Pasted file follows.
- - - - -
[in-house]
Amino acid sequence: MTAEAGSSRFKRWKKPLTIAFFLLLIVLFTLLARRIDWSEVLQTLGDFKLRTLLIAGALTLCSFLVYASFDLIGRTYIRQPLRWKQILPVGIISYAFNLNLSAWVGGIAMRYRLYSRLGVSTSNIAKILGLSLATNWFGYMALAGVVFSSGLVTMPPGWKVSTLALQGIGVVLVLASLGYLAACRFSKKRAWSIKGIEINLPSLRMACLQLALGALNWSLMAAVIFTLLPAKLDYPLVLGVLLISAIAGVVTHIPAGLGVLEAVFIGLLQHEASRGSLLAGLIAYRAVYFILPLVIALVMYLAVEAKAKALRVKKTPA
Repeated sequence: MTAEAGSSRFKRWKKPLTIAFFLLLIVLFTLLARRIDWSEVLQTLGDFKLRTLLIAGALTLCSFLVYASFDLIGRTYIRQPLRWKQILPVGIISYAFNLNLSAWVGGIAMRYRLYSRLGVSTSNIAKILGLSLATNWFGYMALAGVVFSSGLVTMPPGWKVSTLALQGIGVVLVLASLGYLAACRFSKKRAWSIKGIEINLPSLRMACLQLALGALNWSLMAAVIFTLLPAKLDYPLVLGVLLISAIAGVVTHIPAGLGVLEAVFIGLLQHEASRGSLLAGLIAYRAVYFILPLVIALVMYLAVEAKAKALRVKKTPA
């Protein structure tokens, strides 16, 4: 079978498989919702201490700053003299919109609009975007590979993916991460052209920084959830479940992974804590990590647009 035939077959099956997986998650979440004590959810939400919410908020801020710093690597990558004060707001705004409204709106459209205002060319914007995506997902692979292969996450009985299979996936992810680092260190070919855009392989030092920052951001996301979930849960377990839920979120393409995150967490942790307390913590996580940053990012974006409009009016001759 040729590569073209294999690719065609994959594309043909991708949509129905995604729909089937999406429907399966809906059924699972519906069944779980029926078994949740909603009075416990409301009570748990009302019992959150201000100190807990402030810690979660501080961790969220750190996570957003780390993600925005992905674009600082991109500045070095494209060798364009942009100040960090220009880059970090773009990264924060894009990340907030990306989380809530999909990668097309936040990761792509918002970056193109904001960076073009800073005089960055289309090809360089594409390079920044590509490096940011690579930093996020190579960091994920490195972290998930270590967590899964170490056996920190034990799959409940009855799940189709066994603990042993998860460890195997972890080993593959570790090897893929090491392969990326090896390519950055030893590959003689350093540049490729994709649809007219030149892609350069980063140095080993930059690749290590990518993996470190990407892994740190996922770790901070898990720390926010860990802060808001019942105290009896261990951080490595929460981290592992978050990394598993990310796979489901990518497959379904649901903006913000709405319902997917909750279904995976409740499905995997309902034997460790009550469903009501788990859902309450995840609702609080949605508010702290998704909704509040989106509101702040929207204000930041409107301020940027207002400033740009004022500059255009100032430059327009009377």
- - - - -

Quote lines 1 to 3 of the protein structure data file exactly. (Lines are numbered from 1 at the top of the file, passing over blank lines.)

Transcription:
[in-house]
Amino acid sequence: MTAEAGSSRFKRWKKPLTIAFFLLLIVLFTLLARRIDWSEVLQTLGDFKLRTLLIAGALTLCSFLVYASFDLIGRTYIRQPLRWKQILPVGIISYAFNLNLSAWVGGIAMRYRLYSRLGVSTSNIAKILGLSLATNWFGYMALAGVVFSSGLVTMPPGWKVSTLALQGIGVVLVLASLGYLAACRFSKKRAWSIKGIEINLPSLRMACLQLALGALNWSLMAAVIFTLLPAKLDYPLVLGVLLISAIAGVVTHIPAGLGVLEAVFIGLLQHEASRGSLLAGLIAYRAVYFILPLVIALVMYLAVEAKAKALRVKKTPA
Repeated sequence: MTAEAGSSRFKRWKKPLTIAFFLLLIVLFTLLARRIDWSEVLQTLGDFKLRTLLIAGALTLCSFLVYASFDLIGRTYIRQPLRWKQILPVGIISYAFNLNLSAWVGGIAMRYRLYSRLGVSTSNIAKILGLSLATNWFGYMALAGVVFSSGLVTMPPGWKVSTLALQGIGVVLVLASLGYLAACRFSKKRAWSIKGIEINLPSLRMACLQLALGALNWSLMAAVIFTLLPAKLDYPLVLGVLLISAIAGVVTHIPAGLGVLEAVFIGLLQHEASRGSLLAGLIAYRAVYFILPLVIALVMYLAVEAKAKALRVKKTPA